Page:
Michal Lotem

Hadassah Hebrew University Medical Centre, Israel

Michal Lotem, MD, is a Professor of clinical and radiation oncology and the head of the Center for Melanoma and Cancer Immunotherapy at the Sharett Institute of Oncology, Hadassah Hebrew University Hospital. She spent her research fellowship at the Surgery Branch, NCI, NIH. In the clinic, Dr Lotem focuses on melanoma immunotherapy, costimulation-enhanced vaccines and adoptive cell therapy of tumor infiltrating lymphocytes. The Lotem lab studies the SLAM family of immune receptors and regulatory splicing of checkpoints. 

Jordan Raff

University of Oxford, UK

Jordan Raff studied Biochemistry at Bristol University. He did his PhD with David Glover at Imperial College London, where he studied centrosomes and cell division in fruit flies. He has continued to work on this problem throughout his scientific career, first as a post-doctoral fellow with Bruce Alberts at the University of California, San Francisco, then as a Welcome Trust and Cancer Research UK funded Group Leader at the Gurdon Institute in Cambridge. He moved to Oxford in 2009 to take up the César Milstein Chair of Cancer Cell Biology. He was President of the BSCB from 2011-2017.

Neal Rosen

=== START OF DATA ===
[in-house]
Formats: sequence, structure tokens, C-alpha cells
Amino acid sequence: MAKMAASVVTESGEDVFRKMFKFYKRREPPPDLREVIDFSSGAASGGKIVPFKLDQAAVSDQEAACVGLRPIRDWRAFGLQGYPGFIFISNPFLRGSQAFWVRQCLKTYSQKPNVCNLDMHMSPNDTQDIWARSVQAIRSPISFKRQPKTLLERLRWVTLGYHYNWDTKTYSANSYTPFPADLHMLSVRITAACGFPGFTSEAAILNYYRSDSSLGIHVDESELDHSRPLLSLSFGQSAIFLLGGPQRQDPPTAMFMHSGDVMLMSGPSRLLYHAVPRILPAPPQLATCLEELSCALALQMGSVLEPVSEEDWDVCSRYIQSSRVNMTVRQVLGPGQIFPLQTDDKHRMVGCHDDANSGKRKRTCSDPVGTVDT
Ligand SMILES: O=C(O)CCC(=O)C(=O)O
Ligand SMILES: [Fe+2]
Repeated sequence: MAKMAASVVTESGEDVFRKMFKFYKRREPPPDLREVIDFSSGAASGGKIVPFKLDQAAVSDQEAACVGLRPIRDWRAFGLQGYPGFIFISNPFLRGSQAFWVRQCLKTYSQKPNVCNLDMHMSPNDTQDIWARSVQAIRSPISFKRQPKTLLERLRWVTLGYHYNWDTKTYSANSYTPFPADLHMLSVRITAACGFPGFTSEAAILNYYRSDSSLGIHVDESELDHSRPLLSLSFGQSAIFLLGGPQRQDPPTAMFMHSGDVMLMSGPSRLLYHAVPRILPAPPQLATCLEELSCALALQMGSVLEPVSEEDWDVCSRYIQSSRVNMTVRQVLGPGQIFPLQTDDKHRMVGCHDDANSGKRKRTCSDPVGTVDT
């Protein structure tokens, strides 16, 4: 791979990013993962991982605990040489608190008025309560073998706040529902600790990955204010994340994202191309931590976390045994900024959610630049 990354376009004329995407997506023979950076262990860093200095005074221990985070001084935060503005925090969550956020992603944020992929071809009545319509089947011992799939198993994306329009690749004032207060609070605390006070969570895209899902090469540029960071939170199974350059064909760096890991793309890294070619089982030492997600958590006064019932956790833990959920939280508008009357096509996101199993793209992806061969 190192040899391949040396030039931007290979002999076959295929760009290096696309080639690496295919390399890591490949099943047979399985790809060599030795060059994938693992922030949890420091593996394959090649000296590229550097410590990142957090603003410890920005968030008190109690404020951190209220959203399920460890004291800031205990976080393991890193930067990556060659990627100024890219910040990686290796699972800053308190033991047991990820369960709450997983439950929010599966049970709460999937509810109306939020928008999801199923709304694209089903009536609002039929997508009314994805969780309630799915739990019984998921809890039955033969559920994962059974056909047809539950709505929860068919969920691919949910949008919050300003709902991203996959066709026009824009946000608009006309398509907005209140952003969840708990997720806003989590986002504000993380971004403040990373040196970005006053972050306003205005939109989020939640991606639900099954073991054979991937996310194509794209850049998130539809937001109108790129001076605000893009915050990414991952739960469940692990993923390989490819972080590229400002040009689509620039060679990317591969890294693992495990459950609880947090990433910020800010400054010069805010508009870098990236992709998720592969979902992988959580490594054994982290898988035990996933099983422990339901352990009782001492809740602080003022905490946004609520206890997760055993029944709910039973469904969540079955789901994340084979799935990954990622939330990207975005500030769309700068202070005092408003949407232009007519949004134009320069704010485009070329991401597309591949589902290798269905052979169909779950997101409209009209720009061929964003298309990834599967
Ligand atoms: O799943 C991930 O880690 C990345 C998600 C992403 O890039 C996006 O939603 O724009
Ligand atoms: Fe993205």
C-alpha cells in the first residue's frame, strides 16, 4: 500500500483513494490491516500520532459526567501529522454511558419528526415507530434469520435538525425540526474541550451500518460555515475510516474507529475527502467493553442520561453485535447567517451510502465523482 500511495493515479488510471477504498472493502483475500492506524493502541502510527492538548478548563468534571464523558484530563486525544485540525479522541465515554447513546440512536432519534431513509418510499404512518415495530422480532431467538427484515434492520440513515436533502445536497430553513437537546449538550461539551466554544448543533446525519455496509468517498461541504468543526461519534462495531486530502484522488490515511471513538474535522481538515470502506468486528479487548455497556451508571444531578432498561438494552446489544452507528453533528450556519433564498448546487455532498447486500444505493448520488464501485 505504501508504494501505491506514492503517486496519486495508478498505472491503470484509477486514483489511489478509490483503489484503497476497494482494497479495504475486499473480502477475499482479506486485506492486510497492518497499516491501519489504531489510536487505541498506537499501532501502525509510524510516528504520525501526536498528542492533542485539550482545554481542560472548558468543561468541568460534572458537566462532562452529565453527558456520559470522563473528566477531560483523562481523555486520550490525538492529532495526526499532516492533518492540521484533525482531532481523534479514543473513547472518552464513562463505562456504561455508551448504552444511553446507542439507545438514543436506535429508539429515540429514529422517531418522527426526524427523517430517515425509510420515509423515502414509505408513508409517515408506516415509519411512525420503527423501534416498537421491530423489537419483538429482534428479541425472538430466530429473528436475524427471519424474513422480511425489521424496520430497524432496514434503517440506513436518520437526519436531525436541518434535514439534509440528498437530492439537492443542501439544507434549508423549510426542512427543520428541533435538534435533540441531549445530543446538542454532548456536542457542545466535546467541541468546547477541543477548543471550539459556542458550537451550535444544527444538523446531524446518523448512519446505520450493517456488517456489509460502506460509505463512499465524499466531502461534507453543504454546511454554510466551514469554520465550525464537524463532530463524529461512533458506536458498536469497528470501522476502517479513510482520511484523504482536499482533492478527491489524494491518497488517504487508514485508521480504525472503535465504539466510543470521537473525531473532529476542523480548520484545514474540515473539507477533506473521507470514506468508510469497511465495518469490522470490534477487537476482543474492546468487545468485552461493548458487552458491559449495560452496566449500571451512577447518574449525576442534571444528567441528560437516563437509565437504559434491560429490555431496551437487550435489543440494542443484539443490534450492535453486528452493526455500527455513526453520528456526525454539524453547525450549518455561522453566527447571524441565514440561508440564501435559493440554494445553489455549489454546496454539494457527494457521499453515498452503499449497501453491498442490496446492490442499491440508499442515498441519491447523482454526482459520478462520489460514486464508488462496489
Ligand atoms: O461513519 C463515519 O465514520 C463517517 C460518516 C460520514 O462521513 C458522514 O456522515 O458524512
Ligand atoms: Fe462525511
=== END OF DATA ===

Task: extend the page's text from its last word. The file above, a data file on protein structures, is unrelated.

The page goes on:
Memorial Sloan Kettering Cancer Center, USA

Yardena Samuels

Weizmann Institute of Science, Israel

Prof. Yardena Samuels received her BSc from Cambridge University, UK in 1993, and earned an MSc in immunology at the Hebrew University of Jerusalem, in 1997. She completed a PhD at Imperial College, London in 2002. She worked as a postdoctoral fellow at Prof Vogelstein’s laboratory at Johns Hopkins University from 2003 to 2006. She served as an Assistant Professor at NIH before joining the Weizmann Institute in 2012. Today she is the director of the EKARD Institute for Cancer Diagnosis Research and is the incumbent of the Knell Family Professorial Chair. Prof Samuels’ lab focuses on the characterization of the functional-genomic and immunogenomic landscapes of melanoma patients.

Maria Sibilia

Medical University of Vienna, Austria

Maria’s laboratory is interested in understanding the molecular mechanisms leading to inflammatory diseases and cancer using the mouse as a model system. The lab investigate the cell-specific role of EGFR signaling in cancer and tumor stromal cells and their complex interaction. Moreover, the aim is to understand how inflammatory cells affect tumor development and regression and exploit novel concepts to modulate tumors to become more sensitive to current anti-cancer treatments. The ultimate goal is to translate this knowledge to patients to develop more effective personalized treatments for human cancer.

Andreas Trumpp

Deutschen Krebsforschungszentrum DKFZ, Germany